One Life Lost, Another Saved: In Rare Moment, Lung Transplant Recipient Meets Donor's Mother

PHOTO: After Diana Rodriguezs son Adrian was killed, Lyndsey McLaughlin, right, who was suffering from cystic fibrosis, received his lungs.

Lyndsey McLaughlin and Diana Rodriguez, two New York women from different worlds, never imagined their paths would cross, let alone that a life-changing event would connect them for the rest of their lives.

But two years ago, Lyndsey, then 26, struggled for every breath she took, and it's thanks to Diana that she is alive today.

In 2011, Lyndsey was working at a hedge fund in New York and had everything she ever wanted, except for one thing: A future.

Lyndsey was dying.

"I'm 26 years old," she said at the time. "I should be out every Friday and Saturday night. I should be at the bars having a couple of drinks, not worrying about how many medicines I'm going to have to take the next day."

At age 2, Lyndsey was diagnosed with cystic fibrosis, a genetic disease which causes mucus to build up in the lungs.

"Growing up, I just did chest physical therapy every day, which started out with my parents clapping on [my back] every day," she said. "My lung capacity by the time I was 18, 19 years old was to the point where they were telling me I was going to need a lung transplant."

Lyndsey joined the New York organ donor list -- and waited. All the while, her condition worsened.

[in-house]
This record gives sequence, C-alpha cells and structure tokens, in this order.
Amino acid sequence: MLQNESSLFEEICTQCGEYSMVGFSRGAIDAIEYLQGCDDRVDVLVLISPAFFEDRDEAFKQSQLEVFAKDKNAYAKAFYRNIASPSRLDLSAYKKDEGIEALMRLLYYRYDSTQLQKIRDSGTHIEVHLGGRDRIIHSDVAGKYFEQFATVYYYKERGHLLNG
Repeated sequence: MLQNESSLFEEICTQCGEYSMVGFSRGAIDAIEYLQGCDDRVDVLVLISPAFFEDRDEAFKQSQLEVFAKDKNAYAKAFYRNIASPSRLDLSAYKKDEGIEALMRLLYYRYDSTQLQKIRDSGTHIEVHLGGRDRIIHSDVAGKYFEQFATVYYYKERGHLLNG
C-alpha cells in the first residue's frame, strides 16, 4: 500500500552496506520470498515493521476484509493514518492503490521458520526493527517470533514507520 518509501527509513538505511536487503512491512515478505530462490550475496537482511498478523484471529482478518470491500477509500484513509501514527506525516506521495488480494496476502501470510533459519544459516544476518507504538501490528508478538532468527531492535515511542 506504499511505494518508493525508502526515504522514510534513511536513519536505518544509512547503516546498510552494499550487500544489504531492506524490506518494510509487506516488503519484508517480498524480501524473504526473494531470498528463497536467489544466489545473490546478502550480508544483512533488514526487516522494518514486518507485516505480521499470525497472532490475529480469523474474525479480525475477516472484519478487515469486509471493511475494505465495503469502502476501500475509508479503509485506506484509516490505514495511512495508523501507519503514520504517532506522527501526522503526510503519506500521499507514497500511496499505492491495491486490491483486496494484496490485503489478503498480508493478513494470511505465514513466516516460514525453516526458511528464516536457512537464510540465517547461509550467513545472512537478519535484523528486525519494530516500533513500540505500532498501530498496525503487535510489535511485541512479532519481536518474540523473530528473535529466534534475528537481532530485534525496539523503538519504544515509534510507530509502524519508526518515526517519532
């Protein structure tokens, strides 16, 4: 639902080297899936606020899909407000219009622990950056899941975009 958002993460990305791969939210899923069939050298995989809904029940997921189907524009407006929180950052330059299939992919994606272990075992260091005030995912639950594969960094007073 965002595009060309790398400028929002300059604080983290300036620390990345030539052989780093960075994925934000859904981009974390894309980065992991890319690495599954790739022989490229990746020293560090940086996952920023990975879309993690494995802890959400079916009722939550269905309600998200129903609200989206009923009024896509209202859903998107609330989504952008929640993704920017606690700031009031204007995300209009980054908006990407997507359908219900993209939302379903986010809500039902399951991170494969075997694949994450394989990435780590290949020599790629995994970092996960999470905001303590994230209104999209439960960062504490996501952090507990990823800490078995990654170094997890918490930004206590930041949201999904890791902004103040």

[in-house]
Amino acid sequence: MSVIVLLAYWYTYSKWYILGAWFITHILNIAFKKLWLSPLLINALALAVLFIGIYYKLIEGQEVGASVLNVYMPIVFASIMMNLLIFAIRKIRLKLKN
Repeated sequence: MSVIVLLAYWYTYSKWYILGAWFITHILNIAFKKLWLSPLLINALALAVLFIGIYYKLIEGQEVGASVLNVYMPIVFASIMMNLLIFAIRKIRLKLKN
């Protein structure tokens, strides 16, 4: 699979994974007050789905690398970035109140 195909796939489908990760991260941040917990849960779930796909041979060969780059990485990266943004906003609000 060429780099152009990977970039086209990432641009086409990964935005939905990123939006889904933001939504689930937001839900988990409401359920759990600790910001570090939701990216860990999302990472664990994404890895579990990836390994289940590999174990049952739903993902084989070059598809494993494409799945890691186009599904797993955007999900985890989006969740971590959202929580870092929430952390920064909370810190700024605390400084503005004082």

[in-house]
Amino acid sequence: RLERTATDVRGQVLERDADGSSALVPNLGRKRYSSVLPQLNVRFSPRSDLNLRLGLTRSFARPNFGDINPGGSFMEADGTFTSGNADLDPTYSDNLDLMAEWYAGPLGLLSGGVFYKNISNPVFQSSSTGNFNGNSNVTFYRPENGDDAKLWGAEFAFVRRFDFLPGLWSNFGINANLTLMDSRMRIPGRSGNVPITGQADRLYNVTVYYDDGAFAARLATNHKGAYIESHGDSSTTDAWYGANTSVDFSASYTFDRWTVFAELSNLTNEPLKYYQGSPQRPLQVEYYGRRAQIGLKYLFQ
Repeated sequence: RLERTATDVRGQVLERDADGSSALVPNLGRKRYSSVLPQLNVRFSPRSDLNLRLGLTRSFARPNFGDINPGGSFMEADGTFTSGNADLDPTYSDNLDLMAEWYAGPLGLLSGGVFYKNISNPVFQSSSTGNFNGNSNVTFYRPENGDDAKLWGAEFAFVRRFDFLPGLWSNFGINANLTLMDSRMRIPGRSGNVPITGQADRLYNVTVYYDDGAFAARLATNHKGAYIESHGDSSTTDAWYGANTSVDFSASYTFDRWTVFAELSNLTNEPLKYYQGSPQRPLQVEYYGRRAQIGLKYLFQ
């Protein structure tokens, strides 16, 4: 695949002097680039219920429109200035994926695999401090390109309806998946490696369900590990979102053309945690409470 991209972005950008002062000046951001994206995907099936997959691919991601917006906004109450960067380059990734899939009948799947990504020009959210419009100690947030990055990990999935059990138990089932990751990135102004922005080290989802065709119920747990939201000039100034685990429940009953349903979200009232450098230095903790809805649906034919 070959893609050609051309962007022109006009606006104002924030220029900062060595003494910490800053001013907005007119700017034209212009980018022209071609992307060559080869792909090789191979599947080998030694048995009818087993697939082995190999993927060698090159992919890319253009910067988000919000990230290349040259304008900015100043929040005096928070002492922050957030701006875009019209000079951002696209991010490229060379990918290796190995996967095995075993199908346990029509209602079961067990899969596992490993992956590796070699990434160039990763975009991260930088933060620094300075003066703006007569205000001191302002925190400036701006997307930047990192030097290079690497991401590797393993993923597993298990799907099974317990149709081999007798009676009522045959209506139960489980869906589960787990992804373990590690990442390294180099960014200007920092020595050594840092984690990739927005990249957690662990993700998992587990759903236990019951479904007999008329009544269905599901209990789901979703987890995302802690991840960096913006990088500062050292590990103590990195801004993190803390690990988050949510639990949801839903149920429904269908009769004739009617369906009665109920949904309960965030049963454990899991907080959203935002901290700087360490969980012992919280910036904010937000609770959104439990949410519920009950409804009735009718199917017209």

"I couldn't really do much of anything," she said. "I could really finally tell I was sick. I still wouldn't admit it. I still wouldn't say I wouldn't feel well. I just couldn't do things."

She spent more than seven months on the organ donor waiting list for new lungs, and was deteriorating fast

Dr. Joshua Sonett, the chief of thoracic surgery at New York Presbyterian Hospital/Columbia University Medical Center, treated Lyndsey. In 2011, when he looked at her x-rays, Dr. Sonett said he could see that Lyndsey's right lung was hugely inflated and that over time, she had lost function in part of her left lung, which contained scar tissue.

"Just imagine is I took 80 percent of your lung away, how you would function," Dr. Sonett said. "Lyndsey is going to die is she doesn't get her lung soon."

Lyndsey's mother Donna McLaughlin knew her daughter might not see another birthday.

"I used to go to her apartment every day when she really got sick… and I would walk to work crying," she said. "Knowing that my daughter was dying before my eyes and there wasn't a thing I could do about it."

But then, on the morning of April 3, 2011, Lyndsey got the call that a pair of lungs was available and she needed to come to the hospital immediately to see if she would be a match. She checked into the New York Presbyterian.

"I was never scared," she said. "I know that sounds unlikely and weird but I was never scared because I knew I needed it."

Finally, after seven months on the donor list, Lyndsey will have her new lungs. After a complicated, intense surgery, Lyndsey began her recovery. Within a few months, she was embracing her new life -- even took up surfing.

But a question continued to haunt her -- who was the person who's death gave her life? By law, organ donors must remain anonymous, so all Lyndsey knew of her donor was an 18-year-old man from New York.

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